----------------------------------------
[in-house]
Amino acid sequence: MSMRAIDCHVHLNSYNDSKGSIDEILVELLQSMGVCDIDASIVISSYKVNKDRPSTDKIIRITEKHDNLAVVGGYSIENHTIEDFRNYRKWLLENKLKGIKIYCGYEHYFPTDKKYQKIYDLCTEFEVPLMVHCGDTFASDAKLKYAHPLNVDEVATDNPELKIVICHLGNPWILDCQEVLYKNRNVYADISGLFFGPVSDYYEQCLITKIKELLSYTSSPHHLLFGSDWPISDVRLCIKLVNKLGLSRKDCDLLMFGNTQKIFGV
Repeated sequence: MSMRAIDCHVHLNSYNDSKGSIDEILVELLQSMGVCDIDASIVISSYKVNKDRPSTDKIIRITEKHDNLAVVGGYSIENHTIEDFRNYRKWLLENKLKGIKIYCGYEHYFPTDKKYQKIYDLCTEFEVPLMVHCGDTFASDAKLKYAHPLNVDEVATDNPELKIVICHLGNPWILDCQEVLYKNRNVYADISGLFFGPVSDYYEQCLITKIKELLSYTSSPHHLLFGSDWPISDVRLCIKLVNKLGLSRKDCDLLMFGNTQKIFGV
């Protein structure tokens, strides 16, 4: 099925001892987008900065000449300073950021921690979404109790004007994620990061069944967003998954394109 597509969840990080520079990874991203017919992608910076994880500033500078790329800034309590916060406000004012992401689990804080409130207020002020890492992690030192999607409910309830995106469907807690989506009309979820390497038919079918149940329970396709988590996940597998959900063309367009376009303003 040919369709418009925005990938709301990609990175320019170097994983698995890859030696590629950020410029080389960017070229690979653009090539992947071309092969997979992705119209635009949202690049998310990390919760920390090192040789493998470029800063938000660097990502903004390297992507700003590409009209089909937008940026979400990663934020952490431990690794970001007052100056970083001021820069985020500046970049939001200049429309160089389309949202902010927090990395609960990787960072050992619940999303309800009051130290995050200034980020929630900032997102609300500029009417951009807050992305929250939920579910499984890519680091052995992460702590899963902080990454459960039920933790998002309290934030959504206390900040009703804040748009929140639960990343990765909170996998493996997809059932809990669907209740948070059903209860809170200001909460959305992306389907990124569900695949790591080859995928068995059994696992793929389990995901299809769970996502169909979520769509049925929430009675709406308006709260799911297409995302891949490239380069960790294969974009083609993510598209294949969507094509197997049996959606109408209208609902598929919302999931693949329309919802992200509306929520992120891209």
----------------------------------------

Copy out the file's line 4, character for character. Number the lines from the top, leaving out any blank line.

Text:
């Protein structure tokens, strides 16, 4: 099925001892987008900065000449300073950021921690979404109790004007994620990061069944967003998954394109 597509969840990080520079990874991203017919992608910076994880500033500078790329800034309590916060406000004012992401689990804080409130207020002020890492992690030192999607409910309830995106469907807690989506009309979820390497038919079918149940329970396709988590996940597998959900063309367009376009303003 040919369709418009925005990938709301990609990175320019170097994983698995890859030696590629950020410029080389960017070229690979653009090539992947071309092969997979992705119209635009949202690049998310990390919760920390090192040789493998470029800063938000660097990502903004390297992507700003590409009209089909937008940026979400990663934020952490431990690794970001007052100056970083001021820069985020500046970049939001200049429309160089389309949202902010927090990395609960990787960072050992619940999303309800009051130290995050200034980020929630900032997102609300500029009417951009807050992305929250939920579910499984890519680091052995992460702590899963902080990454459960039920933790998002309290934030959504206390900040009703804040748009929140639960990343990765909170996998493996997809059932809990669907209740948070059903209860809170200001909460959305992306389907990124569900695949790591080859995928068995059994696992793929389990995901299809769970996502169909979520769509049925929430009675709406308006709260799911297409995302891949490239380069960790294969974009083609993510598209294949969507094509197997049996959606109408209208609902598929919302999931693949329309919802992200509306929520992120891209």